UPDATE: The code being used is from the Explorer Destroyer project, which has an explanation of its rationale here. It’s worth noting that it’s not just ‘Get Firefox’, but ‘Get Firefox with the Google Toolbar’, hence the $1 referral fee… I’d much rather have Firefox with some degree of privacy, to be honest. Thanks for the info, Joshua.
This is what Töshöklabs’ website looks like in Firefox:
And this is what it looks like in Internet Explorer (with a close-up of the text):
I came across this site via an interesting piece at 3.7 crea.tv:
“While I understand the frustration many designers have when dealing with making a site IE compatible, and I absolutely love the idea of more users browsing with Firefox, we have an obligation to make sure the IE version of a site looks just as good as its Gecko counterpart. It is, after all, the most common browser in use hands down… It wasn’t until I saw this “IE incompatible site” that I realized how bad this trend has spread… The designers outright do not let you browse their site if you are on IE. They shut out 80% of the Internet without batting an eye. This is no different than the painful old trend of stating how the web page should be viewed, IE: “Best viewed in 800Ã—600 on IE 3.2â€³.”
The thing is, the Töshöklabs site is not actually ‘IE incompatible’ at all. The site is deliberately made unusable in IE by showing a hidden layer, invisible to Firefox (and Opera) users:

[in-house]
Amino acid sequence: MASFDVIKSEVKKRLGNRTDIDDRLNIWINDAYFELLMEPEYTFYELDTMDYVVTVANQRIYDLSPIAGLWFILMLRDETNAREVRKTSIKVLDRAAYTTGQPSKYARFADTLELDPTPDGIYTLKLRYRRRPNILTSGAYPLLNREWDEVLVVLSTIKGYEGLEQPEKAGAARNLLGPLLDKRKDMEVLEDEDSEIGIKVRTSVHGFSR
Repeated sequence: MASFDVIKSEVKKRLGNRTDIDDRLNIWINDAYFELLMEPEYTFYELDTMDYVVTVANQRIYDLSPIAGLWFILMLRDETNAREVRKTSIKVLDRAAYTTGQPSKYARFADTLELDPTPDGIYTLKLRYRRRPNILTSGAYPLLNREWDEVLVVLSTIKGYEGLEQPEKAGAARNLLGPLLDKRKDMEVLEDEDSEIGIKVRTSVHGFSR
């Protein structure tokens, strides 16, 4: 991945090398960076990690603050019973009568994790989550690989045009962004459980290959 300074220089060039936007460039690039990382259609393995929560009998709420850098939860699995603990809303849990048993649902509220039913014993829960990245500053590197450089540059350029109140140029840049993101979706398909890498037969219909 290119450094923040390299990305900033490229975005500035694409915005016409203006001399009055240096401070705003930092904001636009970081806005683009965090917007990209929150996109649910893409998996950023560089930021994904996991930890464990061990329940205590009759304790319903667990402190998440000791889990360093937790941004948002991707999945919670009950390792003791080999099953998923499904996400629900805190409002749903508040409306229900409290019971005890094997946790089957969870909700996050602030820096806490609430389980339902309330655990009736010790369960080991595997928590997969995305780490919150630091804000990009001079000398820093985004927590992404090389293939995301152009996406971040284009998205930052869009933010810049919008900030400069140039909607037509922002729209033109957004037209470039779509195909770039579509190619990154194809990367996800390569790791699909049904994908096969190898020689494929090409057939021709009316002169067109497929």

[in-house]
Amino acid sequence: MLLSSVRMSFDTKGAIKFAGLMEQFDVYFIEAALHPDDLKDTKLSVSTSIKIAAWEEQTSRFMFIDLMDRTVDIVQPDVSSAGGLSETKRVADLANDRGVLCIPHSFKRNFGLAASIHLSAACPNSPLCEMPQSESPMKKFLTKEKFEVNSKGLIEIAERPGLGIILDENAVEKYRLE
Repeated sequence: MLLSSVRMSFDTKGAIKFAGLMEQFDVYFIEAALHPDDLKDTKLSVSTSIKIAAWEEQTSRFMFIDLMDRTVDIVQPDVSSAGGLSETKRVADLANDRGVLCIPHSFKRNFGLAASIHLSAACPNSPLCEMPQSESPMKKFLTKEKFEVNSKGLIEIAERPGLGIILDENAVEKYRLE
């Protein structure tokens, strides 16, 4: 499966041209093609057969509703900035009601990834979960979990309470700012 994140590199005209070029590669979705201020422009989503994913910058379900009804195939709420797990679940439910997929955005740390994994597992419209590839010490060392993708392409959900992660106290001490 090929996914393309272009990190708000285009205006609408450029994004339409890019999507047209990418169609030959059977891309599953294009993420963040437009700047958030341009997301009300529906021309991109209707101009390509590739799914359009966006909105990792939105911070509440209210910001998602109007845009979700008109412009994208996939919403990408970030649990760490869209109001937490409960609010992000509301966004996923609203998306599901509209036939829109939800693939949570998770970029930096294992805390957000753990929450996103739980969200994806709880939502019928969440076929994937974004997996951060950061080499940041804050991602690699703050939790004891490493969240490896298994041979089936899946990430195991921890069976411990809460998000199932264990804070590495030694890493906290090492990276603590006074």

This is a clever trick; I’m not quite sure what my reaction should be. Are the site’s creators saying “IE users aren’t the sort of people we want using our site”, or just “Get educated“? It’s surely the latter, but they perhaps forget that many possible visitors are stuck in offices where they’re just not permitted to install Firefox (or other alternatives), or are using other types of specialised browsers*, screen-readers, etc. Not everyone is able to make a choice about the software he or she uses.
I understand exactly what Töshöklabs are trying to do, and the aim of spreading the message of alternative software is a laudable one (as is their giving away DRM-free music), but the implementation is only one step away from MSN’s deliberate anti-Opera behaviour. It would be better from a usability point of view to have that “We see you’re using Internet Explorer…” message as part of the homepage, large enough to catch visitors’ attention but not take control away from them.
*e.g. here’s what it looks like in Lynx – not a very intelligent script, then!